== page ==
Teacher at Sea, Steven Allen, manning the floating screen and pump motor for the induction dredge. Communication between the divers and the floating screen is done by divers sending up (through the tube) flagged messages such as “throttle down,” “new level,” or “off.”
After an appropriate surface interval (determined by dive charts) and since the weather was still cooperating, a second dive was planned for after dinner. Again, a safety diver and I were positioned on the floating screen and dredge, while the divers entered off the port side of the Bellows and surface swam over to the screen platform. Time In on the second dive was 19:36. As the divers descended, the pump motor was started and the divers below began to remove more top layer sediment and continue to survey the sub-surface features. Two divers also repositioned the floating screen platform anchors. With the sun dipping lower in the western horizon, the floating screen began filling up with sediment. Time out for the dive was 20:05. With a ABT of 29 minutes for the second dive, Principal Investigator, Dr. Andy Hemmings, reported that the divers had excavated a hole roughly one meter deep.
Following the dive, everyone worked to get the divers and their gear out of the water, which was no small task because the Bellows had to leave behind their dive platform that made for easier access in and out of the water for divers. This meant handing up the tanks, buoyancy compensators (BCs), weight belt and fins to the stern deck. Members of the research mission then held a debriefing meeting. Everyone was excited because of how the equipment was working and looked forward to the next day’s dive and continuing to go deeper through the top marine layer of sediment. With a full moon rising, the team filled the air tanks so the mission could get an early start on Sunday.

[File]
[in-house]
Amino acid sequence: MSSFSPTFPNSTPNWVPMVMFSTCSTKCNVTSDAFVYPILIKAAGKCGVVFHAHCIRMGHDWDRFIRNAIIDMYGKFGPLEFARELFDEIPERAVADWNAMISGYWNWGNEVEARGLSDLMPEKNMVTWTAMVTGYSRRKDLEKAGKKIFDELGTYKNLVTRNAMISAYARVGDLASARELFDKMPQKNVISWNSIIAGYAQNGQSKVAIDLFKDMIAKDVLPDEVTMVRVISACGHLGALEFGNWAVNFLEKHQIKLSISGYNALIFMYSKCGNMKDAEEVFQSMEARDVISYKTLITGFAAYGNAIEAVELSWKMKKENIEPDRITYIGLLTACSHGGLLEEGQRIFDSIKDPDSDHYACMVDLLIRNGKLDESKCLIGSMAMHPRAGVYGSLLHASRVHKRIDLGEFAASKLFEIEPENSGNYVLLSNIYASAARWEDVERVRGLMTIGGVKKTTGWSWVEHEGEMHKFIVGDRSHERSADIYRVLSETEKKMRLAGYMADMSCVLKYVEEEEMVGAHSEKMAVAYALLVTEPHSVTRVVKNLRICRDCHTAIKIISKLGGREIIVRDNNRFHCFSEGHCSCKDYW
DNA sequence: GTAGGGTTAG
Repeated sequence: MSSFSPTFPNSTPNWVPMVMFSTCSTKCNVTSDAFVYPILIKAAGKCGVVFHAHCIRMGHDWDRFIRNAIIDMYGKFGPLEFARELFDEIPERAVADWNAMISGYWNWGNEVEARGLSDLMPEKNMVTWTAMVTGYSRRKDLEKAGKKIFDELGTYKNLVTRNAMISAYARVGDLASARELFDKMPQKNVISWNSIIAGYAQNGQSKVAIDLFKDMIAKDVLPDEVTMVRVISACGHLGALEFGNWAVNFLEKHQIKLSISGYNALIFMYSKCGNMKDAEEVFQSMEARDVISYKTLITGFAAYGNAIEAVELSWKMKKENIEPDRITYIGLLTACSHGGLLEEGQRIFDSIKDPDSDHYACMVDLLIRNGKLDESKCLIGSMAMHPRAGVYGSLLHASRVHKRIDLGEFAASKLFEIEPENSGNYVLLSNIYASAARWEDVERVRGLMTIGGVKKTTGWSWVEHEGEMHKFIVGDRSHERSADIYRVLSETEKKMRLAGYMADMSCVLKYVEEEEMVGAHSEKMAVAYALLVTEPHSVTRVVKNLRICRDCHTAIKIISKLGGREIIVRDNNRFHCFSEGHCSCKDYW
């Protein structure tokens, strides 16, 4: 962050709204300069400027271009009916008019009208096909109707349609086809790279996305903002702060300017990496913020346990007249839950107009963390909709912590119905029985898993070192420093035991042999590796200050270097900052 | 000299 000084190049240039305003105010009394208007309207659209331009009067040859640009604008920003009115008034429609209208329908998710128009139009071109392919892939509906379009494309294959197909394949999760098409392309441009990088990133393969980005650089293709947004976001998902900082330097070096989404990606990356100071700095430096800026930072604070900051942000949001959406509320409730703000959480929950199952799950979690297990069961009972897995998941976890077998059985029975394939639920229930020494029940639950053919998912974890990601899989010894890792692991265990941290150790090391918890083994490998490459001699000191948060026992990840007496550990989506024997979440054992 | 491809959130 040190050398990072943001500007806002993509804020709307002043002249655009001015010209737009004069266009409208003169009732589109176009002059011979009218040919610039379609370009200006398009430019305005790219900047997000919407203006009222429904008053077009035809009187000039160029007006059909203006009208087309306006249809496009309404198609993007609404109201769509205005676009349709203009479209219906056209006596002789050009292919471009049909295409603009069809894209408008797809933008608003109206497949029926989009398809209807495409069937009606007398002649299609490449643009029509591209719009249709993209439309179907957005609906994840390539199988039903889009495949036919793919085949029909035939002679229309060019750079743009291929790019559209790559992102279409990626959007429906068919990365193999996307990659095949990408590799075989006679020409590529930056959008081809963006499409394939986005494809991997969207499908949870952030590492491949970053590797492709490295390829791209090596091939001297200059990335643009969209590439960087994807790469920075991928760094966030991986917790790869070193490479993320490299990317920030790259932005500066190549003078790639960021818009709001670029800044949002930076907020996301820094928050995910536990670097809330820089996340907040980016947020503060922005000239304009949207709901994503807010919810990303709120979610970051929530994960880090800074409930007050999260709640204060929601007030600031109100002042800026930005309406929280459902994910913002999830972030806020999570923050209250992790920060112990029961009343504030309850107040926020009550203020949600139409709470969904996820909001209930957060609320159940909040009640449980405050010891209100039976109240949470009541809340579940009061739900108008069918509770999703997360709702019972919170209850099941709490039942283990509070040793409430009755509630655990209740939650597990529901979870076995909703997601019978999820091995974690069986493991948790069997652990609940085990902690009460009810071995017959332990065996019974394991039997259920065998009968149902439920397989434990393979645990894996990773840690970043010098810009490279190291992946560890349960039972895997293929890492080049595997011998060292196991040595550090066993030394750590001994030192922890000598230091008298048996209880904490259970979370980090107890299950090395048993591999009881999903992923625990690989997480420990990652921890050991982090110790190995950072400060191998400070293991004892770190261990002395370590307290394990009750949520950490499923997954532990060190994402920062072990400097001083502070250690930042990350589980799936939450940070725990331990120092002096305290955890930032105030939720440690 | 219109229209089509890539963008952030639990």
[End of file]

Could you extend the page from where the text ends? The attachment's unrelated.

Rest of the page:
Dr. Adovasio readies the Nikon D90s underwater camera with Ikelite case for the divers. Extensive photo-documentation is part of the process of documenting both underwater and terrestrial archaeological sites, because the process of excavation inevitably destroys the site.
August 14, Sunday morning—2-4 foot swells and the wind has picked up (12 to 16 knots) out of the west by northwest. Today, we are on a wait and see plan until 11 am. The weather poses a safety hazard for the divers coming back onboard the Bellows without a dive platform and for the team members on the floating screen and induction dredge. By noon the swells had partially subsided and the decision was made to continue diving. Dive #5 went in the water at 3:08 and came up at 3:36. The induction dredge worked fine and more marine sediment was removed. However, due to the waves, the divers below had lost the location of the excavation hole dug on the previous day.